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Rango (2011) for Rent on DVD and Blu-ray

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Rango (2011) for Rent on DVD and Blu-ray, Common Sense Note
Parents need to know that this animated film starring Johnny Depp is as dramatic as it is comedic, and it deals with several mature themes that may go over kids’ head. The main character experiences an identity crisis and ponders life’s big questions — like “who am I?,” “where do I belong?,” and “why am I here?” (to name just a few of Rango’s existential issues). There’s also stronger language (both “damn” and “hell” are said several times, as well as insults like “trollop,” “tart,” and “floozy”) and notably more violence than in many animated kids’ movies — violent/scary scenes range from gun showdowns and a gallows outfitted with nooses to a frightening killer hawk and a sadistic snake that threatens beloved characters. A few characters are killed (or nearly killed), shot at, or crushed, and there’s a fair bit of smoking by supporting characters. But there are also positive messages about living up to your potential, defending those who are defenseless, and the importance of authority figures who do what’s in their community’s best interest instead of their own.
Sexual Content
Mild flirting — first with a headless Barbie and then with Beans, whom Rango obviously falls in love with throughout the movie.
Violence
Notably more violence than in many animated kids’ movies, including a near triple hanging (three nooses hang on gallows) and many genre-specific kinds of violence: gun duels, shoot-outs, and more. In fact, characters all have guns, and most of the violence is at gunpoint, except for the very freaky looking rattlesnake, who threatens to squeeze characters to death (his rattle is a gun!). One character walks around with an arrow stuck in his eye (creepy image); another is suicidal. Characters are killed and shot at. A predatory hawk swoops down and picks up prey to swallow; she terrorizes the inhabitants of Dirt and is killed after a spectacular chase. Characters cross traffic dangerously.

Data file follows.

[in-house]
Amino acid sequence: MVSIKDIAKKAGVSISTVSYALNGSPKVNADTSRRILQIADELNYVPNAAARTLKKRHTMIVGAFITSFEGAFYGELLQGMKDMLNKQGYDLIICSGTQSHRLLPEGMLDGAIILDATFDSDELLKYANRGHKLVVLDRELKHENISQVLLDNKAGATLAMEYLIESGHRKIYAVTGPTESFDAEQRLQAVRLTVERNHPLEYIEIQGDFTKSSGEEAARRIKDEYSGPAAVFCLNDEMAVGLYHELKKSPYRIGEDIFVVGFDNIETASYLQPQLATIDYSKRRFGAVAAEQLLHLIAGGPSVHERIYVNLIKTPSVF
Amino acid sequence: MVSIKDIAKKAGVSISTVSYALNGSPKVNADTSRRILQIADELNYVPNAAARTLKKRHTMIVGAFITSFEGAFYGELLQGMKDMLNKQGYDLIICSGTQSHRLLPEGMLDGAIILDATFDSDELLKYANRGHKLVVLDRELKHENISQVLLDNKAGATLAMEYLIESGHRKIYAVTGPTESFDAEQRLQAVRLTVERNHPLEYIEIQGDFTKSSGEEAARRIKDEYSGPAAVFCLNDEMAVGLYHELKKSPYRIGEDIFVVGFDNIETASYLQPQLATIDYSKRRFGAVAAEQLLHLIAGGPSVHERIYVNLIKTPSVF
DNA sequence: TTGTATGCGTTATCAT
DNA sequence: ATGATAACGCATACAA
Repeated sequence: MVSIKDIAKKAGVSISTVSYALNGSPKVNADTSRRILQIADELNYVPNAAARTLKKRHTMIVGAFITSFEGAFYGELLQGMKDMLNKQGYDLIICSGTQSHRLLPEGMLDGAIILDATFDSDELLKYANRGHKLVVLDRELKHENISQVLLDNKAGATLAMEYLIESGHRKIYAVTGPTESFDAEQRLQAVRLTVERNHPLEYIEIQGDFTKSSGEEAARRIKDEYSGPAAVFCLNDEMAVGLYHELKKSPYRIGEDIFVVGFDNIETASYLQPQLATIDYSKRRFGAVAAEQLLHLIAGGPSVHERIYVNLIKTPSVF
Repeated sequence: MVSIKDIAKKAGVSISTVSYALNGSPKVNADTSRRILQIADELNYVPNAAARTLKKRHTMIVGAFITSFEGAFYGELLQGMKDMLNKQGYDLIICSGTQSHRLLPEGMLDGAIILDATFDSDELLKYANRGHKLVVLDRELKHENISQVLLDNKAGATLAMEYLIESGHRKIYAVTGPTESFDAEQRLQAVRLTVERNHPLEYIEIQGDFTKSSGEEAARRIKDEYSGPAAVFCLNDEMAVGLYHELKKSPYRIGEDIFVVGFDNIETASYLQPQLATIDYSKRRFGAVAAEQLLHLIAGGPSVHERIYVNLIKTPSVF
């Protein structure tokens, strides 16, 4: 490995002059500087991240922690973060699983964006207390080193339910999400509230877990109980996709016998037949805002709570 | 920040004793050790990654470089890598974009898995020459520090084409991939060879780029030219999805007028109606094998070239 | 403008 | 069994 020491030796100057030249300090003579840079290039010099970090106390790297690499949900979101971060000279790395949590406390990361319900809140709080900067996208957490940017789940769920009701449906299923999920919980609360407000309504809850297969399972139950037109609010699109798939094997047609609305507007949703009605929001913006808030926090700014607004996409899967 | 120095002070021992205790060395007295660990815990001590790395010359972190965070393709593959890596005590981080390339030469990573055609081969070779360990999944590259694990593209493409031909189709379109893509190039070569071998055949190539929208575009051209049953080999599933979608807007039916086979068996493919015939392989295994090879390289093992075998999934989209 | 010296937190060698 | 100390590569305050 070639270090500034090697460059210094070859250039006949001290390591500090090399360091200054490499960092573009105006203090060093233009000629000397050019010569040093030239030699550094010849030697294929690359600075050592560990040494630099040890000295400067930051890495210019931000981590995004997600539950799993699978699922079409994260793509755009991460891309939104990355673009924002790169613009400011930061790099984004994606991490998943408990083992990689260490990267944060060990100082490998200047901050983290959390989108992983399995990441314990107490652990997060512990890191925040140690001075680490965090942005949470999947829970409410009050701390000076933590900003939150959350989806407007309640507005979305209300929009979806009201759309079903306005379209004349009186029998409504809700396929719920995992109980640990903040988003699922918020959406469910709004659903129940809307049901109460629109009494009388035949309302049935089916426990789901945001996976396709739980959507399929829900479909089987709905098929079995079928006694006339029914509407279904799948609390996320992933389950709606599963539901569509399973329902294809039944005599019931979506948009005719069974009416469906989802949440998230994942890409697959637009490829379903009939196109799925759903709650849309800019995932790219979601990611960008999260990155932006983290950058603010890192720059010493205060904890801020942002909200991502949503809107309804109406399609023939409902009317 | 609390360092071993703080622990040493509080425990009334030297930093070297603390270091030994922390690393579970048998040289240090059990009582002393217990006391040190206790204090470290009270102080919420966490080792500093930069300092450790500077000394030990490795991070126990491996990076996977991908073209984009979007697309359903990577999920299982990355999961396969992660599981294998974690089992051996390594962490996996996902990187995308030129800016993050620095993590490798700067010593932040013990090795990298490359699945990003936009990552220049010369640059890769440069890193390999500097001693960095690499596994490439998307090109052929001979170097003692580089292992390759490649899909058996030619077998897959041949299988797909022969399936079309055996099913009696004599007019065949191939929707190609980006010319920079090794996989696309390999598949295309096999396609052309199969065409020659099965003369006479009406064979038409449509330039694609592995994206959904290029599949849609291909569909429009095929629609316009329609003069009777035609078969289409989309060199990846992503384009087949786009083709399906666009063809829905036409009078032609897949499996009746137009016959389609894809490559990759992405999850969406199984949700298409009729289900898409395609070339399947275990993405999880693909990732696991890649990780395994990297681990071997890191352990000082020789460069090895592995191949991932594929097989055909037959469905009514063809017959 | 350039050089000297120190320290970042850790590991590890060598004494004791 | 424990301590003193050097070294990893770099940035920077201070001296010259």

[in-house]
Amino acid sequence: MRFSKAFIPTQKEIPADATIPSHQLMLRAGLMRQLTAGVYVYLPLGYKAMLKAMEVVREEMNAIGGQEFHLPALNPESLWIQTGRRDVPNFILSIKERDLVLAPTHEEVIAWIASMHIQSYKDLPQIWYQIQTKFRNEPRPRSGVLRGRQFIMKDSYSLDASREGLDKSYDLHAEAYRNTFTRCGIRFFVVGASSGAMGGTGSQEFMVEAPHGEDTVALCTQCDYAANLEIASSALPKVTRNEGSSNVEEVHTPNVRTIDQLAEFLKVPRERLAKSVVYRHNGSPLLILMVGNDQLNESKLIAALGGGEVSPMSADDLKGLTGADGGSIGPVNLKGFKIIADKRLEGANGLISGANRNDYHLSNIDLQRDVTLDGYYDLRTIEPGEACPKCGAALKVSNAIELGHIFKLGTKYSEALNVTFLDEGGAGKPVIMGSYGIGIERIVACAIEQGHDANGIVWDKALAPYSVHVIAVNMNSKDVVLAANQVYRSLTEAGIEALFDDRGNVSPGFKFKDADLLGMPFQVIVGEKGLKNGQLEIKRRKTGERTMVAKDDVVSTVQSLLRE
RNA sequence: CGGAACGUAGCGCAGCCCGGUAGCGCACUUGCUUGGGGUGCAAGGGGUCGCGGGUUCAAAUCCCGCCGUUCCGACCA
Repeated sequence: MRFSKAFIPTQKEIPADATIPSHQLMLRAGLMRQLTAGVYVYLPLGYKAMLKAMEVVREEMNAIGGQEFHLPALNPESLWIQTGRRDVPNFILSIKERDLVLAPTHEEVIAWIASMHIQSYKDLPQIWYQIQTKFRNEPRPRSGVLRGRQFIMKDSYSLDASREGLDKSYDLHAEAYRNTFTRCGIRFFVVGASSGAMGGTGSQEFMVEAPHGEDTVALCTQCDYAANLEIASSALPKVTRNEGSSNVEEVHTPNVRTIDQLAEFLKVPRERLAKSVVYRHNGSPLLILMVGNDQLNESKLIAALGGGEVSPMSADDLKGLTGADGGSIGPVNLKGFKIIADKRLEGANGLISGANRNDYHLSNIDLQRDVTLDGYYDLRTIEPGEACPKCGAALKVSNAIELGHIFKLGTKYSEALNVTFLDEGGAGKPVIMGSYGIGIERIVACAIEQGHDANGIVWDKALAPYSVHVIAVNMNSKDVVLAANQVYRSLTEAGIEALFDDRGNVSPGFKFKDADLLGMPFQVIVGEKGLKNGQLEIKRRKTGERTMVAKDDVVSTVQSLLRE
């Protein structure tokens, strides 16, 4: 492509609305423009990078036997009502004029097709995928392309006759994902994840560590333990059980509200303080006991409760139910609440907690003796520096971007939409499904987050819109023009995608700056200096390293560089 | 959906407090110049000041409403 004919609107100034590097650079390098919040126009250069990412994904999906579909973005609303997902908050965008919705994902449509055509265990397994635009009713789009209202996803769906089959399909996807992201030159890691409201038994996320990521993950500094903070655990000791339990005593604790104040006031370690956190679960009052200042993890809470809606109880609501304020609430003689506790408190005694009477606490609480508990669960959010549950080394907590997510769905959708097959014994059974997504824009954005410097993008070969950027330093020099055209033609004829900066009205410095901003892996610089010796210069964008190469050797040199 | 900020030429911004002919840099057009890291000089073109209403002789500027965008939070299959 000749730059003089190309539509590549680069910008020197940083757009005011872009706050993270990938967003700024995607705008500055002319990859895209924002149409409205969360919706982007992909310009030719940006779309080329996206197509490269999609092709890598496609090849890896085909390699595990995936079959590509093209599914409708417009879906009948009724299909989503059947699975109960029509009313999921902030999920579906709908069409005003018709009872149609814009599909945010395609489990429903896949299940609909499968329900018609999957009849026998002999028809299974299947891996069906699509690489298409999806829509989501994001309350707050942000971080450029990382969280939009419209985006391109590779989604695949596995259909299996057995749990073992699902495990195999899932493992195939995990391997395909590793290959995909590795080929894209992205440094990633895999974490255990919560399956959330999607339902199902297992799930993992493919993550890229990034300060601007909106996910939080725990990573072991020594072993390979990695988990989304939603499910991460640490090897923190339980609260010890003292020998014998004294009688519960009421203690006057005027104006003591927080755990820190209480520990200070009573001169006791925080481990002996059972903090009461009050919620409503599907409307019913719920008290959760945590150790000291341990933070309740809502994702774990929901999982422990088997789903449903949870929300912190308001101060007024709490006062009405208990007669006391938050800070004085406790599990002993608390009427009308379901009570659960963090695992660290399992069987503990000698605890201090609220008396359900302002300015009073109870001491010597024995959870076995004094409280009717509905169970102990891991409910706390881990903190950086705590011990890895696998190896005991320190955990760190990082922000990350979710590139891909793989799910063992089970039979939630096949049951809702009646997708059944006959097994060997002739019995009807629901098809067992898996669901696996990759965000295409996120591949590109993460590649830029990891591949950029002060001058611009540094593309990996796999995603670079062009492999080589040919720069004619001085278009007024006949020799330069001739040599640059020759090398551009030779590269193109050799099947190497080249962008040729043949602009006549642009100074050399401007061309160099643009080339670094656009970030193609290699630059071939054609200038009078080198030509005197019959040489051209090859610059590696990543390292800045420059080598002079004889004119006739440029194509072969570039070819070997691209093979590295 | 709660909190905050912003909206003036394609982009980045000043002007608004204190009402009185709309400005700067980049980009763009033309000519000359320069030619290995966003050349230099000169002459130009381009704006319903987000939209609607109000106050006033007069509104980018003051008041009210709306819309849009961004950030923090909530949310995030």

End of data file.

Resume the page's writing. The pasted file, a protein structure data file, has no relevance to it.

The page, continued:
Language
More language than many other animated kids’ movies, including “damn,” “hell,” son of a …,” “tart,” “floozy,” “trollop,” “loser,” “I want to see you die,” “pathetic,” and the Spanish words “cojones” and “huevos” (both of which are included in Mariachi-style songs and are euphemisms for “balls”).
Social Behavior
The movie’s messages are mostly philosophical, with the classic “good vs. evil” battle (common to Westerns) as one of the overwhelming themes. Rango’s character development encourages viewers to think about who they are and what kind of individuals they want to be; the movie also makes you think about what it takes to become a hero and how lawmakers and politicians bear responsibility to protect their constituents.
Consumerism
There’s a headless Barbie, but the name Barbie is never mentioned; also references to Clint Eastwood and his most famous Western character (The Man With No Name), as well as Pop Tarts.
Drugs / Tobacco / Alcohol
Many instances of smoking by supporting characters. Also, much of the movie takes place in a saloon, where the animals drink “cactus juice,” which is treated like alcohol.

Legend
Age appropriate
Not an issue
Depends on your kid and your family
Not appropriate for kids of the age most likely to want to see it

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Johnny Depp lends his voice to the title character, an adventurous family pet who leaves home to learn more about himself in this comic animated tale also featuring the vocal talents of Abigail Breslin, Harry Dean Stanton and Ned Beatty.,

Source: https://dvd.netflix.com/Movie/Rango/70137742

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